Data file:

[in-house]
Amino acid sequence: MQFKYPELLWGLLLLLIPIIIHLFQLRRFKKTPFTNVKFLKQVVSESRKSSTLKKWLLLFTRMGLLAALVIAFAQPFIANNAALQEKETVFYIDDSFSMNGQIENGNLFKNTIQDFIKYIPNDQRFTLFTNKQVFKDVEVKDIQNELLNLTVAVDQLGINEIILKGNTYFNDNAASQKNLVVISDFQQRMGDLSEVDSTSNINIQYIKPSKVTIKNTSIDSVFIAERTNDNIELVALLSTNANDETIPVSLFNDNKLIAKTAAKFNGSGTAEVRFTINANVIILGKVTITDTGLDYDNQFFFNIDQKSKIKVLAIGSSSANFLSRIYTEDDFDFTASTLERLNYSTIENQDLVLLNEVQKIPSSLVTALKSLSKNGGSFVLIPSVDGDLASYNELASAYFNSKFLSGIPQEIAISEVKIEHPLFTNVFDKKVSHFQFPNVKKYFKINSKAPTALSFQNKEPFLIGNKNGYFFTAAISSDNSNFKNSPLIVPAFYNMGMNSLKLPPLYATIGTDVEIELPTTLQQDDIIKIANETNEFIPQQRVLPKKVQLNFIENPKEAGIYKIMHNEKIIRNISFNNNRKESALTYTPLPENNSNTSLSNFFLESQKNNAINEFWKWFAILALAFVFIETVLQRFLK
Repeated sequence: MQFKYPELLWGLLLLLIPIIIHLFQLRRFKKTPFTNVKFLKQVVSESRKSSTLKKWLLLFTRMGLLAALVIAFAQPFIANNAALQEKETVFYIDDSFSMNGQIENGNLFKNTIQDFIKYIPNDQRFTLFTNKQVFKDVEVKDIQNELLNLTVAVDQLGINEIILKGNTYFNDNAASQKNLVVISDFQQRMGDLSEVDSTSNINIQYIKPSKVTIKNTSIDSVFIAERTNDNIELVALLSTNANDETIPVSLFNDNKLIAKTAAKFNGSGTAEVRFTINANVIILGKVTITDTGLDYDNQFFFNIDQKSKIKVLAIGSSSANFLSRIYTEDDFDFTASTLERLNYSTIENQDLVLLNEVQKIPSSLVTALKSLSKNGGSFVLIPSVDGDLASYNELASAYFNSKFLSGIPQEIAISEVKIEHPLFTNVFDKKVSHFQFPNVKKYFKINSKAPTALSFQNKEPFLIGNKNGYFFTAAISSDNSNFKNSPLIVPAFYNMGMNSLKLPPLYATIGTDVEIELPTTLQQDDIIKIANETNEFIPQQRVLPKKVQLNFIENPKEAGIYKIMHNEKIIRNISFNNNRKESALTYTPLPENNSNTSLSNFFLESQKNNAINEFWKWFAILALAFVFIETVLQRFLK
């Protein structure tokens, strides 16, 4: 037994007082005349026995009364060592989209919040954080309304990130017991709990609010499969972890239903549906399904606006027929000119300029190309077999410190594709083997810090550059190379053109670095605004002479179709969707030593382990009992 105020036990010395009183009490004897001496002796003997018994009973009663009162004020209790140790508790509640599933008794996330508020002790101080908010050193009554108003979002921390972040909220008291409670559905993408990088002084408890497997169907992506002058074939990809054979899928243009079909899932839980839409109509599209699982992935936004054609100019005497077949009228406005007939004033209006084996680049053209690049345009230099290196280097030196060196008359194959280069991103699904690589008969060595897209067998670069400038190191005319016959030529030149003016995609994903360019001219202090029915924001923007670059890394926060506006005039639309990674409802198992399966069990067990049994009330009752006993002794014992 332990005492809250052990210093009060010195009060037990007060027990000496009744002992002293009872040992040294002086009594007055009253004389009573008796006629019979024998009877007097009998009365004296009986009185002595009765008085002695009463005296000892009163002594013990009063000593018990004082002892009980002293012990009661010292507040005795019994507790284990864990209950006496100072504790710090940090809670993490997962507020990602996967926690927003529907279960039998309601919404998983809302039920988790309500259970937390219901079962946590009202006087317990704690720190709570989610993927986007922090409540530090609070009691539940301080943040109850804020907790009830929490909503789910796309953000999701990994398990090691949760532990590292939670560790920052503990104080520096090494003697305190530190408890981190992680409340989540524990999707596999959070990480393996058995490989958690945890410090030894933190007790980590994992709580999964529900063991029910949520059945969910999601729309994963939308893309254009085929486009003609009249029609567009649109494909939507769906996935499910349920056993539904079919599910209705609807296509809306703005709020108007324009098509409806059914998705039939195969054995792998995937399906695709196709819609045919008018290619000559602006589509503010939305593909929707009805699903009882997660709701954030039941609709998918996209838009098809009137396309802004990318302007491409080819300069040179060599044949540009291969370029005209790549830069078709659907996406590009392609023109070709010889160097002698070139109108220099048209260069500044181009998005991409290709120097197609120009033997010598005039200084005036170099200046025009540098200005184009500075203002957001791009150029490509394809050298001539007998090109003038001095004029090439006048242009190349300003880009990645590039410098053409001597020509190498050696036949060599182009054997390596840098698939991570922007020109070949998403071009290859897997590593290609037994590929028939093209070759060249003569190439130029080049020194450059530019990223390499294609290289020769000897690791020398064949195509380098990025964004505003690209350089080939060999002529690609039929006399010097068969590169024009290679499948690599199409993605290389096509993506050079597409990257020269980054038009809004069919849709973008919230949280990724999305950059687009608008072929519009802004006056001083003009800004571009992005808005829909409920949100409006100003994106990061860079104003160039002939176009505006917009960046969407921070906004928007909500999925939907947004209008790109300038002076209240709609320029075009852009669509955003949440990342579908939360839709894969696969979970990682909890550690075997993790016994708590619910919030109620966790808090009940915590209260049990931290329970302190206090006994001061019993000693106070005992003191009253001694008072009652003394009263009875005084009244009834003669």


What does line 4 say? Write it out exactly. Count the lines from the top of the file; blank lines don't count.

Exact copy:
């Protein structure tokens, strides 16, 4: 037994007082005349026995009364060592989209919040954080309304990130017991709990609010499969972890239903549906399904606006027929000119300029190309077999410190594709083997810090550059190379053109670095605004002479179709969707030593382990009992 105020036990010395009183009490004897001496002796003997018994009973009663009162004020209790140790508790509640599933008794996330508020002790101080908010050193009554108003979002921390972040909220008291409670559905993408990088002084408890497997169907992506002058074939990809054979899928243009079909899932839980839409109509599209699982992935936004054609100019005497077949009228406005007939004033209006084996680049053209690049345009230099290196280097030196060196008359194959280069991103699904690589008969060595897209067998670069400038190191005319016959030529030149003016995609994903360019001219202090029915924001923007670059890394926060506006005039639309990674409802198992399966069990067990049994009330009752006993002794014992 332990005492809250052990210093009060010195009060037990007060027990000496009744002992002293009872040992040294002086009594007055009253004389009573008796006629019979024998009877007097009998009365004296009986009185002595009765008085002695009463005296000892009163002594013990009063000593018990004082002892009980002293012990009661010292507040005795019994507790284990864990209950006496100072504790710090940090809670993490997962507020990602996967926690927003529907279960039998309601919404998983809302039920988790309500259970937390219901079962946590009202006087317990704690720190709570989610993927986007922090409540530090609070009691539940301080943040109850804020907790009830929490909503789910796309953000999701990994398990090691949760532990590292939670560790920052503990104080520096090494003697305190530190408890981190992680409340989540524990999707596999959070990480393996058995490989958690945890410090030894933190007790980590994992709580999964529900063991029910949520059945969910999601729309994963939308893309254009085929486009003609009249029609567009649109494909939507769906996935499910349920056993539904079919599910209705609807296509809306703005709020108007324009098509409806059914998705039939195969054995792998995937399906695709196709819609045919008018290619000559602006589509503010939305593909929707009805699903009882997660709701954030039941609709998918996209838009098809009137396309802004990318302007491409080819300069040179060599044949540009291969370029005209790549830069078709659907996406590009392609023109070709010889160097002698070139109108220099048209260069500044181009998005991409290709120097197609120009033997010598005039200084005036170099200046025009540098200005184009500075203002957001791009150029490509394809050298001539007998090109003038001095004029090439006048242009190349300003880009990645590039410098053409001597020509190498050696036949060599182009054997390596840098698939991570922007020109070949998403071009290859897997590593290609037994590929028939093209070759060249003569190439130029080049020194450059530019990223390499294609290289020769000897690791020398064949195509380098990025964004505003690209350089080939060999002529690609039929006399010097068969590169024009290679499948690599199409993605290389096509993506050079597409990257020269980054038009809004069919849709973008919230949280990724999305950059687009608008072929519009802004006056001083003009800004571009992005808005829909409920949100409006100003994106990061860079104003160039002939176009505006917009960046969407921070906004928007909500999925939907947004209008790109300038002076209240709609320029075009852009669509955003949440990342579908939360839709894969696969979970990682909890550690075997993790016994708590619910919030109620966790808090009940915590209260049990931290329970302190206090006994001061019993000693106070005992003191009253001694008072009652003394009263009875005084009244009834003669």